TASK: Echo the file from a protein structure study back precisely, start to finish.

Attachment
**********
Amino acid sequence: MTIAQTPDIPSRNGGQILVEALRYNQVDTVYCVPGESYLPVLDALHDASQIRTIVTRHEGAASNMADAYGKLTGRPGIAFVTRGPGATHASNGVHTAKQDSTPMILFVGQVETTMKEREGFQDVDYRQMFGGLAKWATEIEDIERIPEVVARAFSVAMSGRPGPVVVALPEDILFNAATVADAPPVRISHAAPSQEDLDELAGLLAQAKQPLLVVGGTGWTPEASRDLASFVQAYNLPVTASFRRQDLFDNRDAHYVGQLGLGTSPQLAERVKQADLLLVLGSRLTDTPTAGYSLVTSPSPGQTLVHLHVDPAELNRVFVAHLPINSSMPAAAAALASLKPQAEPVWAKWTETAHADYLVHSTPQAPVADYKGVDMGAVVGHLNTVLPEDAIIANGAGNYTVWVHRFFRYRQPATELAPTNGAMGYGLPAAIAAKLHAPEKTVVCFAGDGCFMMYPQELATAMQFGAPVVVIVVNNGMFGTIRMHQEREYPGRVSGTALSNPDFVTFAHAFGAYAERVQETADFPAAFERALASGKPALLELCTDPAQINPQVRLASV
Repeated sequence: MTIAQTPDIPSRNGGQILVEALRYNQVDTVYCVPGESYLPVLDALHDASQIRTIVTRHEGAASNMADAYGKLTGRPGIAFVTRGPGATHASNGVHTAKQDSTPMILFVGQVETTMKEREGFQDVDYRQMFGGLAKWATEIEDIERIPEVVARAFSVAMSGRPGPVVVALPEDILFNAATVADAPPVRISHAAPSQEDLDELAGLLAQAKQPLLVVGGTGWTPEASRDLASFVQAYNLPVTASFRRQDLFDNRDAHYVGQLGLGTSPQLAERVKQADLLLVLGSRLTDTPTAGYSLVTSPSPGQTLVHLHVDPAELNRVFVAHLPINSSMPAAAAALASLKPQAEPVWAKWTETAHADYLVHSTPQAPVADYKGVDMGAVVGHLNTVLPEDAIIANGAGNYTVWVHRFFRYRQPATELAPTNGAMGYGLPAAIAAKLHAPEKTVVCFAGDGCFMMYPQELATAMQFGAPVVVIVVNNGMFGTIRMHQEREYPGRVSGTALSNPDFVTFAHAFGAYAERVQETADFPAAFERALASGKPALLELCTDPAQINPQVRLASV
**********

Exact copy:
Amino acid sequence: MTIAQTPDIPSRNGGQILVEALRYNQVDTVYCVPGESYLPVLDALHDASQIRTIVTRHEGAASNMADAYGKLTGRPGIAFVTRGPGATHASNGVHTAKQDSTPMILFVGQVETTMKEREGFQDVDYRQMFGGLAKWATEIEDIERIPEVVARAFSVAMSGRPGPVVVALPEDILFNAATVADAPPVRISHAAPSQEDLDELAGLLAQAKQPLLVVGGTGWTPEASRDLASFVQAYNLPVTASFRRQDLFDNRDAHYVGQLGLGTSPQLAERVKQADLLLVLGSRLTDTPTAGYSLVTSPSPGQTLVHLHVDPAELNRVFVAHLPINSSMPAAAAALASLKPQAEPVWAKWTETAHADYLVHSTPQAPVADYKGVDMGAVVGHLNTVLPEDAIIANGAGNYTVWVHRFFRYRQPATELAPTNGAMGYGLPAAIAAKLHAPEKTVVCFAGDGCFMMYPQELATAMQFGAPVVVIVVNNGMFGTIRMHQEREYPGRVSGTALSNPDFVTFAHAFGAYAERVQETADFPAAFERALASGKPALLELCTDPAQINPQVRLASV
Repeated sequence: MTIAQTPDIPSRNGGQILVEALRYNQVDTVYCVPGESYLPVLDALHDASQIRTIVTRHEGAASNMADAYGKLTGRPGIAFVTRGPGATHASNGVHTAKQDSTPMILFVGQVETTMKEREGFQDVDYRQMFGGLAKWATEIEDIERIPEVVARAFSVAMSGRPGPVVVALPEDILFNAATVADAPPVRISHAAPSQEDLDELAGLLAQAKQPLLVVGGTGWTPEASRDLASFVQAYNLPVTASFRRQDLFDNRDAHYVGQLGLGTSPQLAERVKQADLLLVLGSRLTDTPTAGYSLVTSPSPGQTLVHLHVDPAELNRVFVAHLPINSSMPAAAAALASLKPQAEPVWAKWTETAHADYLVHSTPQAPVADYKGVDMGAVVGHLNTVLPEDAIIANGAGNYTVWVHRFFRYRQPATELAPTNGAMGYGLPAAIAAKLHAPEKTVVCFAGDGCFMMYPQELATAMQFGAPVVVIVVNNGMFGTIRMHQEREYPGRVSGTALSNPDFVTFAHAFGAYAERVQETADFPAAFERALASGKPALLELCTDPAQINPQVRLASV